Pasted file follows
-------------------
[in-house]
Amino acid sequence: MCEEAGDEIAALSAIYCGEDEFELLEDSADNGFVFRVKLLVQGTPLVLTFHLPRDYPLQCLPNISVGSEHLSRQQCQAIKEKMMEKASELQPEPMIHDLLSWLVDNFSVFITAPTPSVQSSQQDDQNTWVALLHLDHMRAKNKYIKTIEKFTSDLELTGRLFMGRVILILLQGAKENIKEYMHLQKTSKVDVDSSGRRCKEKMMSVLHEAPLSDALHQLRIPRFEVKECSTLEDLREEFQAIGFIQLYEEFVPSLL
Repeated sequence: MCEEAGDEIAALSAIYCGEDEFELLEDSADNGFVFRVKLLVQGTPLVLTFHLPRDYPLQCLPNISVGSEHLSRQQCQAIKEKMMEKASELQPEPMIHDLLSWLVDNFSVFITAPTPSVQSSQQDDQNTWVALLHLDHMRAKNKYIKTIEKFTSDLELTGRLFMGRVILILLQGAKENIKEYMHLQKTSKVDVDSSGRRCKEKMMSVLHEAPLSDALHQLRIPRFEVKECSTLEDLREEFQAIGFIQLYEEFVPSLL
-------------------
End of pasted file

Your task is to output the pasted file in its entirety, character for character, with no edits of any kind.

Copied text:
[in-house]
Amino acid sequence: MCEEAGDEIAALSAIYCGEDEFELLEDSADNGFVFRVKLLVQGTPLVLTFHLPRDYPLQCLPNISVGSEHLSRQQCQAIKEKMMEKASELQPEPMIHDLLSWLVDNFSVFITAPTPSVQSSQQDDQNTWVALLHLDHMRAKNKYIKTIEKFTSDLELTGRLFMGRVILILLQGAKENIKEYMHLQKTSKVDVDSSGRRCKEKMMSVLHEAPLSDALHQLRIPRFEVKECSTLEDLREEFQAIGFIQLYEEFVPSLL
Repeated sequence: MCEEAGDEIAALSAIYCGEDEFELLEDSADNGFVFRVKLLVQGTPLVLTFHLPRDYPLQCLPNISVGSEHLSRQQCQAIKEKMMEKASELQPEPMIHDLLSWLVDNFSVFITAPTPSVQSSQQDDQNTWVALLHLDHMRAKNKYIKTIEKFTSDLELTGRLFMGRVILILLQGAKENIKEYMHLQKTSKVDVDSSGRRCKEKMMSVLHEAPLSDALHQLRIPRFEVKECSTLEDLREEFQAIGFIQLYEEFVPSLL